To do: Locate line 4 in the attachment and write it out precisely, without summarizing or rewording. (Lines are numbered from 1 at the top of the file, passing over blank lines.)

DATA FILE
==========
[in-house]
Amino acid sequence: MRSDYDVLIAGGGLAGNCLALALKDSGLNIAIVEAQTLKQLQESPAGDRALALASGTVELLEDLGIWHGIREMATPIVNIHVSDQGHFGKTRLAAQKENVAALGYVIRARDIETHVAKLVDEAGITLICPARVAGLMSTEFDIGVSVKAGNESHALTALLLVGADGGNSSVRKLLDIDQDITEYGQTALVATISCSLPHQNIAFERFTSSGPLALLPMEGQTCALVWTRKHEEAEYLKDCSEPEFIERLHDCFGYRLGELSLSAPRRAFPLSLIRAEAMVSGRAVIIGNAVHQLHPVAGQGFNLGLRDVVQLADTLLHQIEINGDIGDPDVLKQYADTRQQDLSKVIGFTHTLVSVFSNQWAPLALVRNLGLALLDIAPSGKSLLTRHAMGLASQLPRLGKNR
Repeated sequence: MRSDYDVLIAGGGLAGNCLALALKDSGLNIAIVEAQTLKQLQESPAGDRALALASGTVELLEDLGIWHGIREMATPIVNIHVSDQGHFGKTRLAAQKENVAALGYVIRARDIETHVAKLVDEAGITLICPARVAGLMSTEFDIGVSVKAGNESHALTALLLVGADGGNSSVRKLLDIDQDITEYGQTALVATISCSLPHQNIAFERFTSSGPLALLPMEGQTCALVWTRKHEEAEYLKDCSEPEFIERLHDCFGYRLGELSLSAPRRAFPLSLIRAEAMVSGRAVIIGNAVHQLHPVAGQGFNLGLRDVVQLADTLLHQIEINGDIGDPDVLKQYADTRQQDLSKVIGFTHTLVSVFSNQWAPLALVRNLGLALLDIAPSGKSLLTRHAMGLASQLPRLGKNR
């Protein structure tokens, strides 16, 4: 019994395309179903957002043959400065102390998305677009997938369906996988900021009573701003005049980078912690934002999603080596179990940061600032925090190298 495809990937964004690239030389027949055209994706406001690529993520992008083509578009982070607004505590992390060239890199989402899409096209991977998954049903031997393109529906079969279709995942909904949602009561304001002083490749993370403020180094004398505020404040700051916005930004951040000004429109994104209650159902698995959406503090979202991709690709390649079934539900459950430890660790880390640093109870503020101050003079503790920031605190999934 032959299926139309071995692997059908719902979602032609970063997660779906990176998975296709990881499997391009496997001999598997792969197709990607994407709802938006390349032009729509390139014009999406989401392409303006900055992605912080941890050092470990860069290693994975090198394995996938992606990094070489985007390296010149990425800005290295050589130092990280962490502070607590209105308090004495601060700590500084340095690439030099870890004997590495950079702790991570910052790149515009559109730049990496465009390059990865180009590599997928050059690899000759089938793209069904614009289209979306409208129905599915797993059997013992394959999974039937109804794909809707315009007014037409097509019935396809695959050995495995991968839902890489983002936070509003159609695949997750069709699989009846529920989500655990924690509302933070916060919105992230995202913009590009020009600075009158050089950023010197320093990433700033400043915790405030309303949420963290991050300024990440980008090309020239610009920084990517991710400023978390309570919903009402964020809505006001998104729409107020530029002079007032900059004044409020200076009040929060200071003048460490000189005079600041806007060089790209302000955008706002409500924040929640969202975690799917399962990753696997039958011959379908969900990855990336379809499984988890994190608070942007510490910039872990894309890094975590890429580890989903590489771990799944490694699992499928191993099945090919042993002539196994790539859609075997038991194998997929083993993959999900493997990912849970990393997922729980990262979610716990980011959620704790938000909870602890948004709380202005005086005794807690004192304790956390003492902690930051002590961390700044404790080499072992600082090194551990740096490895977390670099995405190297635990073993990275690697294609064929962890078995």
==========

């Protein structure tokens, strides 16, 4: 019994395309179903957002043959400065102390998305677009997938369906996988900021009573701003005049980078912690934002999603080596179990940061600032925090190298 495809990937964004690239030389027949055209994706406001690529993520992008083509578009982070607004505590992390060239890199989402899409096209991977998954049903031997393109529906079969279709995942909904949602009561304001002083490749993370403020180094004398505020404040700051916005930004951040000004429109994104209650159902698995959406503090979202991709690709390649079934539900459950430890660790880390640093109870503020101050003079503790920031605190999934 032959299926139309071995692997059908719902979602032609970063997660779906990176998975296709990881499997391009496997001999598997792969197709990607994407709802938006390349032009729509390139014009999406989401392409303006900055992605912080941890050092470990860069290693994975090198394995996938992606990094070489985007390296010149990425800005290295050589130092990280962490502070607590209105308090004495601060700590500084340095690439030099870890004997590495950079702790991570910052790149515009559109730049990496465009390059990865180009590599997928050059690899000759089938793209069904614009289209979306409208129905599915797993059997013992394959999974039937109804794909809707315009007014037409097509019935396809695959050995495995991968839902890489983002936070509003159609695949997750069709699989009846529920989500655990924690509302933070916060919105992230995202913009590009020009600075009158050089950023010197320093990433700033400043915790405030309303949420963290991050300024990440980008090309020239610009920084990517991710400023978390309570919903009402964020809505006001998104729409107020530029002079007032900059004044409020200076009040929060200071003048460490000189005079600041806007060089790209302000955008706002409500924040929640969202975690799917399962990753696997039958011959379908969900990855990336379809499984988890994190608070942007510490910039872990894309890094975590890429580890989903590489771990799944490694699992499928191993099945090919042993002539196994790539859609075997038991194998997929083993993959999900493997990912849970990393997922729980990262979610716990980011959620704790938000909870602890948004709380202005005086005794807690004192304790956390003492902690930051002590961390700044404790080499072992600082090194551990740096490895977390670099995405190297635990073993990275690697294609064929962890078995």